Dairylink: Grass management and breeding on agenda at Johnstown

14th November 2015

Dairylink: Grass management and breeding on agenda at Johnstown

Autumn grazing management and performance at Teagasc Johnstown Castle research farm.

Last week, the Dairylink Ireland group travelled to the Teagasc Johnstown Castle research farm to see how the autumn grazing management and breeding policy they have adopted has contributed to herd performance.

Farm manager Aidan Lawless and Teagasc's Joe Patton highlighted the overall strategy and management of the Johnstown herd and explained how both these key areas, if managed correctly, can have a major influence on herd performance.

Cost control is a major element on any progressive dairy farm, especially in the current financial situation, and Dairylink farms are no different, with reducing production costs a key element of the project.

The visit to Johnstown illustrated excellent grass management, its role in controlling on-farm feed costs and the importance of measurement to really capitalise on grass utilisation.

Also, from a breeding perspective, the farmers saw the focus at Johnstown on breeding the correct cow to fit its production system, and with bull selection just around the corner for many autumn-calving herds, this topic was very relevant.

The herd at Johnstown Castle is split-calving, with 60% of cows calving from September to November and the remaining cows calving in the spring, starting in February. A summary of the research centre’s annual performance in shown in Table 2.

Grass management

Capitalising on excellent grazing management and grass-growing conditions is the key driver for the relatively low feed costs (5.82c/litre) on the Johnstown farm.

Maximising grass utilisation through extended grazing, monitoring growth and basing decisions on this information, and simply striving for top-quality grass ahead of the herd at all times is the core management philosophy.

Aidan Lawless explained to the group: "Autumn grass management starts in September when we create a feed budget. To maintain grazing efficiency in the autumn, silage is kept out of the diet for as long as possible.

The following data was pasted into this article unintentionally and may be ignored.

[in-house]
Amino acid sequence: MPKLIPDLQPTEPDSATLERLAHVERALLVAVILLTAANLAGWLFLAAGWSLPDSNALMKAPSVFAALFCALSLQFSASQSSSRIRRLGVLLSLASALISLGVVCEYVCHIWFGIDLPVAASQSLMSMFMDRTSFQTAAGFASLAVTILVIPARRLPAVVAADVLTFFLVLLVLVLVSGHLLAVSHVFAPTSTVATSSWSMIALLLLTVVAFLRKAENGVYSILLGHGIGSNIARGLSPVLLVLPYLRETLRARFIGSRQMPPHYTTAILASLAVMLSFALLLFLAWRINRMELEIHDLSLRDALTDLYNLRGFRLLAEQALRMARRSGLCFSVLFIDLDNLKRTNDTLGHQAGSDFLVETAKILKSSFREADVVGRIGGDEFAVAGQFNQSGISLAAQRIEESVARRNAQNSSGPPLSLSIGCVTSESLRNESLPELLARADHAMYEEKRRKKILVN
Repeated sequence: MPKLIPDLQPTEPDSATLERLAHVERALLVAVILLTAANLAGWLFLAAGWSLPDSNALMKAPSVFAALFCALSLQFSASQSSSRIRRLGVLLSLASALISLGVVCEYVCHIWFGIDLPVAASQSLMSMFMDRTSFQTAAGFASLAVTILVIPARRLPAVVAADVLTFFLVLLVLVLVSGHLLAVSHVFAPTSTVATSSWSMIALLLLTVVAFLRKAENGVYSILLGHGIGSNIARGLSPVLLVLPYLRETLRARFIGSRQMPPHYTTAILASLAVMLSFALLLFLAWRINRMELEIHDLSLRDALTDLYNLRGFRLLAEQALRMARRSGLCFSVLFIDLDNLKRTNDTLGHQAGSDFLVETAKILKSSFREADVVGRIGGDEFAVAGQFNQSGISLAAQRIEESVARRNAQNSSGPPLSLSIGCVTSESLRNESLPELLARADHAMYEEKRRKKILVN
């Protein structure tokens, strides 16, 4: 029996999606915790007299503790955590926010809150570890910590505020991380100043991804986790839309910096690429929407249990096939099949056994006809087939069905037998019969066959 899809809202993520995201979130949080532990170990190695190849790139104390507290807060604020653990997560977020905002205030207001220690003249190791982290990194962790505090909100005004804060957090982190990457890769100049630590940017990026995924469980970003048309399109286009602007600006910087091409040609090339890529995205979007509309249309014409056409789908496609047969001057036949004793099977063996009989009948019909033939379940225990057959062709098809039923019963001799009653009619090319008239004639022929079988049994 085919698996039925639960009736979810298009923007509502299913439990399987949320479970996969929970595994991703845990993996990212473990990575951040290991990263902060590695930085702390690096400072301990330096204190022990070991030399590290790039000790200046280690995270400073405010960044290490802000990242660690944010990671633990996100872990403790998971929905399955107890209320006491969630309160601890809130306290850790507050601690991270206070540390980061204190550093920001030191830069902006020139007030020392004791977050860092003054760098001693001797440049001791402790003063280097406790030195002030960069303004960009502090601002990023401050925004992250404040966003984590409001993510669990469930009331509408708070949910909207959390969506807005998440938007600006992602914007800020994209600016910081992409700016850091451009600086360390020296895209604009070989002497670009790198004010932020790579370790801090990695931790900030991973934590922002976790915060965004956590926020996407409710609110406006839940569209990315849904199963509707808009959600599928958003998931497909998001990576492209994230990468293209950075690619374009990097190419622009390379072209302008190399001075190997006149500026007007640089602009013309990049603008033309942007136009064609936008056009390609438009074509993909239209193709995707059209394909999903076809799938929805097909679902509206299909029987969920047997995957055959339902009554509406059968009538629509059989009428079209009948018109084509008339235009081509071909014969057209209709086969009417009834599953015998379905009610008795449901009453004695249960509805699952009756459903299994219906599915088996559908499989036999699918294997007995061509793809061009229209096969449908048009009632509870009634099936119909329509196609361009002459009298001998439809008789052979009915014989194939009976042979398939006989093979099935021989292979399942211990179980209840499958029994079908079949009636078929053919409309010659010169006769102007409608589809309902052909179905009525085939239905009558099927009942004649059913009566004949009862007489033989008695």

"Grazing conditions this year have allowed the herd to graze day and night up to last week with no silage.

"The result is increased grass utilisation and paddocks closed in ideal condition, which will benefit us when the cows return to grass in February," he said.

The grazing platform is very well structured, with weekly grass measurement and daily allocation of grass a key aspect of the routine management of this herd.

Closing of paddocks started on 5 October this year and 85% of the grazing platform is now closed. The remaining 15% will be grazed by spring-calving cows through daytime grazing, while the freshly calved cows have been housed and moved on to the full winter diet last week.

The target closing farm cover is 680kg DM/ha, with some paddocks carrying 1,200kg into the winter.

Aidan explained the importance of resisting grazing off these higher covers, as this grass is very beneficial when the herd is turned out at high demand in the first week of February.

By the day of the visit, approximately 70% of autumn-calving cows had calved, but no silage had been fed to any of the herd and all cows were still grazing day and night.

At this point, the autumn calvers were yielding 27 litres per cow.

Johnstown allocates concentrate based on grass providing approximately 17 litres per cow and on average, cows are allocated 4.5kg/head/day fed through the parlour.

Breeding for the system

Sire selection is based around high-EBI bulls, with fertility and milk solids prioritised over the last 10 years in the selection criteria for the herd.

Fertility performance and recorded milk solids for the herd indicate the breeding policy is working.

Joe Patton said: "We don’t focus on milk volume bulls – sires with +150 to 180kg milk gives us a cow capable of 7,200kg to 7,500kg milk with over 3.50% protein.

"From a health and fertility perspective, the herd performance has improved over a 10-year period (<3% metabolic disease events in the last five years and calving interval of 377 days).

"This means that although the cows are not hugely high in milk potential, they achieve a high proportion of their potential by spending more days in milk and returning in-calf quicker," he said.

The key objective is to breed a cow which can produce a high level of milk solids without very high volumes of milk.

Breeding criteria is set to focus on high total kilogrammes of milk solids (+30kg fat and protein), and also on bulls with high percentage fat and protein to ensure solids are driven by content rather than volume.

Johnstown milk solids recorded on the day of the visit were 2.04kg/cow (4.25% butterfat and 3.55% protein).

This article has been reproduced with the kind permission of the Irish Farmers Journal. Please click on the below Irish Farmers Journal logo to be brought to additional dairy articles

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